Commercial potato producers in Southwest Florida – home to the Manatee County where Liu’s team conducted the study – use an average of 543,086 gallons per acre, Liu said. Centre pivot irrigation uses only 230,812 per acre.
The new UF/IFAS study is published in the journal Agricultural Water Management.
Sept. 11, 2015, MN – In a deal designed to protect sensitive groundwater and pine forests in central Minnesota, a large regional potato grower has agreed to scale back an ambitious expansion plan in exchange for state regulators dropping their demand for a broad environmental review. The Star Tribune reports. | READ MORE
April 28, 2015 - Farmers in Ontario are being offered expanded options to manage their empty seed and pesticide bags this year.
This pilot is part of the agricultural industry's commitment to the responsible management of its products throughout their entire lifecycle and will help determine the feasibility of a permanent program.
"This pilot project will build on the solid agricultural stewardship programming that is already in place in Ontario and provide farmers with more options for managing packaging waste on the farm and contributing to long-term goals of keeping agricultural waste out of landfills," says Barry Friesen, general manager of CleanFARMS.
CleanFARMS will collect, transport and ensure collected bags are safely converted to energy at facilities that have extensive emission controls and meet all necessary provincial and federal approvals. Farmers can contribute to a clean and healthy environment by ensuring that empty seed and pesticide bags end up in the right place.
"The end-of-life stewardship programs that CleanFARMS operates play an important role in our ongoing commitment to environmental stewardship," adds Mark Brock, chair of the Grain Farmers of Ontario.
Funding for this pilot program is provided by CropLife Canada, the Canadian Seed Trade Association, the Ontario Ministry of Agriculture, Food and Rural Affairs, and the Ontario Ministry of Environment and Climate Change.
May to September
2015 Collection Sites
Collection sites will be located at participating retailers in Ontario. A list of participating retail collection sites can be found at CleanFARMS.ca.
- Empty pesticide bags: multi-walled paper, plastic and aluminum
- Empty seed bags: multi-walled paper and polywoven plastic
- How to return Bags:Obtain free collection bags from select agricultural retailers
- Ensure that your seed or pesticide bags are empty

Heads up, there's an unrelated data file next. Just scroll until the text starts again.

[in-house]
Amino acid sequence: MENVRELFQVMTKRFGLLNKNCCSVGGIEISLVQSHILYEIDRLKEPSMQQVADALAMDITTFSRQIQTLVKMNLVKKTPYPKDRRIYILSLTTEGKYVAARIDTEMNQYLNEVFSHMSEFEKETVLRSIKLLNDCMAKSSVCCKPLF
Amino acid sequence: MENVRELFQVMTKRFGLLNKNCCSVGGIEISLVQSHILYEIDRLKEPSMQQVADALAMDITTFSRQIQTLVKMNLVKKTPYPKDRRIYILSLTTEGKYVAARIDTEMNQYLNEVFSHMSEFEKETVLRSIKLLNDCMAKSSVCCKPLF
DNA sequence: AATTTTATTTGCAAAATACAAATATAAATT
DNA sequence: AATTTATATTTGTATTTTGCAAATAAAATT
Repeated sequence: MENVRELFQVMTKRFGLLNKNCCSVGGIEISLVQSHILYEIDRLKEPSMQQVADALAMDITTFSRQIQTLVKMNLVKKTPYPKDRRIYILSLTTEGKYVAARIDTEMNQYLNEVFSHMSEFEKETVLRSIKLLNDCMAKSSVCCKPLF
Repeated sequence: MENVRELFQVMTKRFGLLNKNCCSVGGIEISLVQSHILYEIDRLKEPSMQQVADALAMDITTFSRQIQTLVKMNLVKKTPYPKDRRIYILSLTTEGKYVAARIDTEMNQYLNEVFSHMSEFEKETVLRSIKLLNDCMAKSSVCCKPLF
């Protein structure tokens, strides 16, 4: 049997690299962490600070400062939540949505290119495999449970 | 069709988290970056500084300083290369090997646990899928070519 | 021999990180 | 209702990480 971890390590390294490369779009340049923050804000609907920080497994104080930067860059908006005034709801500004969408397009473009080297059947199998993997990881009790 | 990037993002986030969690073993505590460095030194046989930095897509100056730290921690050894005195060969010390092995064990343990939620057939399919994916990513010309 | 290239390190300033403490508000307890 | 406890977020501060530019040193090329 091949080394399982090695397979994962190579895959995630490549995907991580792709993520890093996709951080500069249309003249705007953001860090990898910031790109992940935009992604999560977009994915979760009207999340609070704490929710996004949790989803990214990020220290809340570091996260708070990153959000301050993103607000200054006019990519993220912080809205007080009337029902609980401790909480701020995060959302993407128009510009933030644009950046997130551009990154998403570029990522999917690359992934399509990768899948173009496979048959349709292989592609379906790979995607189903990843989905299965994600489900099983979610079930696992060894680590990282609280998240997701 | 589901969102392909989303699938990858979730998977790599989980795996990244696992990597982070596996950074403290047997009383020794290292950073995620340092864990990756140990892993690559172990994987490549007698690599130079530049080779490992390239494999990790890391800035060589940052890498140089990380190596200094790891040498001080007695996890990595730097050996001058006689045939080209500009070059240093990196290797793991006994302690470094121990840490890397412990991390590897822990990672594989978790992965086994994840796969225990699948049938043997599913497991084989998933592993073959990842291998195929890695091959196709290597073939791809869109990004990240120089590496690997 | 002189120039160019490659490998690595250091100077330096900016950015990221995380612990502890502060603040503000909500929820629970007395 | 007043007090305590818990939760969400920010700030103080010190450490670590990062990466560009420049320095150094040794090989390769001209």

- Place the empty bags in the collection bag
Return your full, tied bags to a participating retailer. Bags will be accepted free of charge and sent for safe disposal.
CleanFARMS is a not-for-profit industry stewardship organization committed to environmental responsibility through the proper management of agricultural waste.
For a list of all recycling programs, visit CleanFARMS.ca.
November 25, 2014, Toronto, Ont – Ontario is taking action to strengthen bird, bee, butterfly and other pollinator health to ensure healthy ecosystems, a productive agricultural sector, and a strong economy.
April 9, 2014 – Farm & Food Care Ontario (FFC) has announced that the Water Adaptation Management and Quality Initiative, also known as WAMQI, is set to deliver approximately $1.5 million to 28 eligible projects over the next 12 months.
Funding of the projects, selected from 43 eligible submissions, is provided through the federal-provincial-territorial initiative Growing Forward 2.
"[The initiative] builds on the successful Water Resource Adaptation and Management Initiative [from 2013], says Bruce Kelly, Environment and Program Lead for FFC, in a news release. "[It] will further our efforts to improve agricultural water use efficiency and better our understanding of managing agricultural nutrients."
Successful WAMQI applicants and projects approved for funding include the University of Guelph, ENPAR Technologies, the Ontario Potato Board, the Livestock Research and Innovation Council, and Ontario Pork among others. Approved projects include those pertaining to irrigation, water recycling, soil quality standards, minimization of Nitrogen loss in soil, and creek water conservation. Projects have been chosen that support farm water quality and water quantity objectives and that will benefit Ontario agricultural producers and organizations. Kelly says that he is pleased with the scope and diversity of the applications submitted this year.
Farm & Food Care, and the Canadian and Ontario governments say they hope that this applied research and demonstration program will help to foster pilot projects that showcase innovative technologies and solutions for agricultural water conservation and efficiency. The initiative also supports projects that demonstrate efficient use of nutrients and nutrient management related to water quality.